A group will be formed to ensure safety features on older trains are changed after the Stonehaven rail crash, a top politician has announced.
Scotland’s Minister for Transport Jenny Gilruth made the pledge to the Scottish Parliament this afternoon on the day investigators published their final report into the fatal crash.
The Rail Accident Investigation Branch’s 298-page analysis concludes there were multiple failures that contributed to the crash.
Investigators have published 20 recommendations for seven organisations to implement.
Seven relate to reducing derailment risk and ensuring trains built prior to 1994 – as the one in the crash was – have modern crashworthiness features.
‘We must learn lessons’
They could include fitting seatbelts and airbags in the driver’s cab and making batteries less like to start fires.
Some changes have already been made to older trains running in Scotland, but Ms Gilruth wants to ensure more change is overseen.
In a speech at Holyrood this afternoon she said: “While rail remains the safest form of transport, we must seek to learn the lessons from this incident, to improve further the safety of all who work and travel on the railways of Scotland.
And to ensure that we do take appropriate steps, and quickly, I am announcing today that Transport Scotland will convene a steering group to take forward implementation of the recommendations about safety performance in accidents of older rolling stock, including high-speed train rolling stock, on ScotRail.”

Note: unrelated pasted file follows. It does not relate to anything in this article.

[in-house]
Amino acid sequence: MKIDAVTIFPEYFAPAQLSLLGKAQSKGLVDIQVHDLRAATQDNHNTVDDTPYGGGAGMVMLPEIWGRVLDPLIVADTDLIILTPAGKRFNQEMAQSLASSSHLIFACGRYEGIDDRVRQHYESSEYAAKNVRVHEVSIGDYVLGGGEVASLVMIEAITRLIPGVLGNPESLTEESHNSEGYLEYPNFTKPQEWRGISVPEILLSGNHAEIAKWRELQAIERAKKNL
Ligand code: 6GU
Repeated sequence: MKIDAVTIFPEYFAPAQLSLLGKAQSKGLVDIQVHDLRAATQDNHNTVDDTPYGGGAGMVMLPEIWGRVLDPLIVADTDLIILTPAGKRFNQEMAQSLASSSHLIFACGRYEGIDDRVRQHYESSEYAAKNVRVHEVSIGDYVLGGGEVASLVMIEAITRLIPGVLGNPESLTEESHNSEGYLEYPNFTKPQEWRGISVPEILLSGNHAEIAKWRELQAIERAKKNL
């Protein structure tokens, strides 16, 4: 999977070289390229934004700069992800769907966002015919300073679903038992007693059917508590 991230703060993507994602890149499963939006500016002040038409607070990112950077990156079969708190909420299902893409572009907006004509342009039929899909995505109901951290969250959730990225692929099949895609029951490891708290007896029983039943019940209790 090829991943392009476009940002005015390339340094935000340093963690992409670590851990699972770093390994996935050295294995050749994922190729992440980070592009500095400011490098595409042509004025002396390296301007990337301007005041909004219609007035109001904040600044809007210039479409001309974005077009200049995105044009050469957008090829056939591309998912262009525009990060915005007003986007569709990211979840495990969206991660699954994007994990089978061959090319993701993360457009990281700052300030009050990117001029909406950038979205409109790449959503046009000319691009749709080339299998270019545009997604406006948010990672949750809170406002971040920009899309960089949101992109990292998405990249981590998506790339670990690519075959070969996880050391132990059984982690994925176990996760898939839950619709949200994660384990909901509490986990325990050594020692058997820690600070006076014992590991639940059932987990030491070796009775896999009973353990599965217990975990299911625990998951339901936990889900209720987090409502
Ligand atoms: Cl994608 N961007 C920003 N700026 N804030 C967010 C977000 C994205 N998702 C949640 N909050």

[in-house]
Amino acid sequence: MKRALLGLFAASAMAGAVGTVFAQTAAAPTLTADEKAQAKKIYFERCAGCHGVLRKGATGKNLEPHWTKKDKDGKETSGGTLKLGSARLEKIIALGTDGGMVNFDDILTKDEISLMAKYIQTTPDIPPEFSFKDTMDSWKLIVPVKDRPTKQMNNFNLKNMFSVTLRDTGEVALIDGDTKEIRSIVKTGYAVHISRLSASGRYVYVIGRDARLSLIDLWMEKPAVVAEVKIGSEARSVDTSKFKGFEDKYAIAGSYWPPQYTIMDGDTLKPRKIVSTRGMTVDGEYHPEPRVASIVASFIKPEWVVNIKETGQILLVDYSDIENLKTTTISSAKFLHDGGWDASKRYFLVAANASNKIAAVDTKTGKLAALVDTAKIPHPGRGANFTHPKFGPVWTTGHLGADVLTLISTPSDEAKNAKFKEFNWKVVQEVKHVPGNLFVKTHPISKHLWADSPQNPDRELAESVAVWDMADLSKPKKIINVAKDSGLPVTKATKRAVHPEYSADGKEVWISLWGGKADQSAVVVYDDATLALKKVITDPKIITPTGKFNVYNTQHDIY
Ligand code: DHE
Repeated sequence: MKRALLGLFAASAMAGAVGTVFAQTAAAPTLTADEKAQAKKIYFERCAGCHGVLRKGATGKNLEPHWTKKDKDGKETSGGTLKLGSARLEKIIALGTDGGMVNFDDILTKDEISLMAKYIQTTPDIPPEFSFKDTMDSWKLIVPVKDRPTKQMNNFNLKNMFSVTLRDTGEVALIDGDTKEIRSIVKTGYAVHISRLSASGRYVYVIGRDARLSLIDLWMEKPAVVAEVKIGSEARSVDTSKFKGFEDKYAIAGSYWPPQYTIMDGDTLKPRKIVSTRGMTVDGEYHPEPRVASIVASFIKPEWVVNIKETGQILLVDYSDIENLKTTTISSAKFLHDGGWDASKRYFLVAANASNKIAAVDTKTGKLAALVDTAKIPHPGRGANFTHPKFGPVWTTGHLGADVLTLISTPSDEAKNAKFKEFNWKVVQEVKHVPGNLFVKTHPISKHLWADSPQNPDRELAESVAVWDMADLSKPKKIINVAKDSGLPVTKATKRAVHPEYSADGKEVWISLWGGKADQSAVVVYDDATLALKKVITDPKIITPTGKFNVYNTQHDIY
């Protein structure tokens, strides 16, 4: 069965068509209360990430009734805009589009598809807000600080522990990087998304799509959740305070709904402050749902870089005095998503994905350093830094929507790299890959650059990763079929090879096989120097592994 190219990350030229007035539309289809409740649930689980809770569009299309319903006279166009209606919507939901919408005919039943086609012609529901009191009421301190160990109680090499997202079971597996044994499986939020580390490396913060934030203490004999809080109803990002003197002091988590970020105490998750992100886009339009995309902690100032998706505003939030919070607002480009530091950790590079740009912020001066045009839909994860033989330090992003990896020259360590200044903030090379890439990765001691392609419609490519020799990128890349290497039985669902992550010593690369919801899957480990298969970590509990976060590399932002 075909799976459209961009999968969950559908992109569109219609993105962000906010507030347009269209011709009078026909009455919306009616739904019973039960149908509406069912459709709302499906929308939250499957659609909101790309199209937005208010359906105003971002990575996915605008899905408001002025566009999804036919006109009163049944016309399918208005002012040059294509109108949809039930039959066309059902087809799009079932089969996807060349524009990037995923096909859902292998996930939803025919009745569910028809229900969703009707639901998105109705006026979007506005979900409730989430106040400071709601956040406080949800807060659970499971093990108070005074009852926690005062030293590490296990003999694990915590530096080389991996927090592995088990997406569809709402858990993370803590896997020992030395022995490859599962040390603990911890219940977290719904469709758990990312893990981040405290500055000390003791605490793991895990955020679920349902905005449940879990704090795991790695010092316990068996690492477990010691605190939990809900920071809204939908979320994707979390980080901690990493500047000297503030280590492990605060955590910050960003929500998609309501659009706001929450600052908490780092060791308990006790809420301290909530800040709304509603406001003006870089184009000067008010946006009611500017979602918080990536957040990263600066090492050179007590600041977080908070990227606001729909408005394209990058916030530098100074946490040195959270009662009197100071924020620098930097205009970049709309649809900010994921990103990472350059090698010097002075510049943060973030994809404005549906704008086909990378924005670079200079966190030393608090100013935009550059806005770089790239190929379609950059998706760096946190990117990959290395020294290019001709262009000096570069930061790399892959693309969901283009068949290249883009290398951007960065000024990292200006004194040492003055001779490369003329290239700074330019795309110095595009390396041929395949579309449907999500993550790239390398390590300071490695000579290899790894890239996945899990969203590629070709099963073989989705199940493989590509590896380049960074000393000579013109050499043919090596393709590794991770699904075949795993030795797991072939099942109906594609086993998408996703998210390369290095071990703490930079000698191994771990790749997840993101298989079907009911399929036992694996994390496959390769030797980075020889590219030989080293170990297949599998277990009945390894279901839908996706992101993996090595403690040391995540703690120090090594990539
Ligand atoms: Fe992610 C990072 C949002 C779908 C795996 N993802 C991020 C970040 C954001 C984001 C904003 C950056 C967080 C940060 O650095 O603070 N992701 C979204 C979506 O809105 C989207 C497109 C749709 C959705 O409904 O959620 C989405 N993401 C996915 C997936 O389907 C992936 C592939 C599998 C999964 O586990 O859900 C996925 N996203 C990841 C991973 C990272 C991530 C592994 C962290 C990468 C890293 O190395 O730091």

‘Outcome would have been better’
RAIB’s report said the train’s coaches “generally performed well in the accident.”
Ms Gilruth said in her speech: “However, RAIB ‘considers it more likely than not that the outcome would have been better if the train had been compliant with modern crashworthiness standards’.”
She added that RAIB acknowledged the speed at the time of the crash was significantly beyond speeds even modern trains are designed to provide protection for.
During her speech, Ms Gilruth also reflected on other parts of the RAIB report, which questioned why a drain at the site was constructed to the wrong design.
Had it been built in the right way, it would have functioned better and possibly not washed debris onto the track.
The report also questioned why route control officers allowed the train to drive without a speed limit despite knowing of four obstacles on the line within 11 miles of the crash scene.
Ms Gilruth said she this morning wrote to her UK Government counterpart, Grant Shapps “seeking an urgent meeting to discuss the report’s findings in full detail – and what that means for both Governments.”
Mr Shapps, who visited the crash scene the day after the tragedy, is to write to the families of those who lost loved ones in the crash to discuss any concerns following the findings of the report.
A Network Rail spokesman said: “The report is not about apportioning blame, but about understanding what happened on August 12 and we will now carefully review the final report and the recommendations that RAIB makes.
“The report makes clear there are fundamental lessons to be learnt by Network Rail and the wider rail industry.”
A ScotRail spokesman said: ““The majority of the RAIB recommendations relate to other parties but ScotRail will play its part fully in ensuring that safety lessons are learned.
“We are working closely with Network Rail and the wider industry to do everything possible to reduce the risk of something like this ever happening again.”